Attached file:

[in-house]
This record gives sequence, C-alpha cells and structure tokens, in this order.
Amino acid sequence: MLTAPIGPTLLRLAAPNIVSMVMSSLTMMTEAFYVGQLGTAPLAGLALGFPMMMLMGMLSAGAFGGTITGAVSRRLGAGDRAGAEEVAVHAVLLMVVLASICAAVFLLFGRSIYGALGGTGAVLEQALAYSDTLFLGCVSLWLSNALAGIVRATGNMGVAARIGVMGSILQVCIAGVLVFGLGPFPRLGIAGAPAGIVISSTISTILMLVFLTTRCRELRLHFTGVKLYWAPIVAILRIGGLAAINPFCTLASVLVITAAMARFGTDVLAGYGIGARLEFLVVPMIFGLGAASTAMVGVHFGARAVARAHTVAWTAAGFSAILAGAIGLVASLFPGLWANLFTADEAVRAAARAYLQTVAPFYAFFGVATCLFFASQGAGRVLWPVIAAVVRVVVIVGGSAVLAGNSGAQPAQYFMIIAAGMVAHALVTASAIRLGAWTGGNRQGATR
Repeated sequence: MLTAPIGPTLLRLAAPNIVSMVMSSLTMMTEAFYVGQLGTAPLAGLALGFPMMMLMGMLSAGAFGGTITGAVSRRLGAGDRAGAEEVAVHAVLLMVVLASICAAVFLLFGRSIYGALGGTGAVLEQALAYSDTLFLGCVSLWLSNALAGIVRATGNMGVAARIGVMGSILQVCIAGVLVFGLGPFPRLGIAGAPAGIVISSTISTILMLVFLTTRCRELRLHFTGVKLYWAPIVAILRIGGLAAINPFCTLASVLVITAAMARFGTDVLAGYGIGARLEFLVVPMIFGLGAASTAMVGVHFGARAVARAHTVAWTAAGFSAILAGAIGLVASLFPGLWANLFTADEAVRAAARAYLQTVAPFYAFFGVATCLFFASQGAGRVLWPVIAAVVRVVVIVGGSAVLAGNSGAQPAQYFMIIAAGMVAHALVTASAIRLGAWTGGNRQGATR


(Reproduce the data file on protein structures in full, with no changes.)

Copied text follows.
[in-house]
This record gives sequence, C-alpha cells and structure tokens, in this order.
Amino acid sequence: MLTAPIGPTLLRLAAPNIVSMVMSSLTMMTEAFYVGQLGTAPLAGLALGFPMMMLMGMLSAGAFGGTITGAVSRRLGAGDRAGAEEVAVHAVLLMVVLASICAAVFLLFGRSIYGALGGTGAVLEQALAYSDTLFLGCVSLWLSNALAGIVRATGNMGVAARIGVMGSILQVCIAGVLVFGLGPFPRLGIAGAPAGIVISSTISTILMLVFLTTRCRELRLHFTGVKLYWAPIVAILRIGGLAAINPFCTLASVLVITAAMARFGTDVLAGYGIGARLEFLVVPMIFGLGAASTAMVGVHFGARAVARAHTVAWTAAGFSAILAGAIGLVASLFPGLWANLFTADEAVRAAARAYLQTVAPFYAFFGVATCLFFASQGAGRVLWPVIAAVVRVVVIVGGSAVLAGNSGAQPAQYFMIIAAGMVAHALVTASAIRLGAWTGGNRQGATR
Repeated sequence: MLTAPIGPTLLRLAAPNIVSMVMSSLTMMTEAFYVGQLGTAPLAGLALGFPMMMLMGMLSAGAFGGTITGAVSRRLGAGDRAGAEEVAVHAVLLMVVLASICAAVFLLFGRSIYGALGGTGAVLEQALAYSDTLFLGCVSLWLSNALAGIVRATGNMGVAARIGVMGSILQVCIAGVLVFGLGPFPRLGIAGAPAGIVISSTISTILMLVFLTTRCRELRLHFTGVKLYWAPIVAILRIGGLAAINPFCTLASVLVITAAMARFGTDVLAGYGIGARLEFLVVPMIFGLGAASTAMVGVHFGARAVARAHTVAWTAAGFSAILAGAIGLVASLFPGLWANLFTADEAVRAAARAYLQTVAPFYAFFGVATCLFFASQGAGRVLWPVIAAVVRVVVIVGGSAVLAGNSGAQPAQYFMIIAAGMVAHALVTASAIRLGAWTGGNRQGATR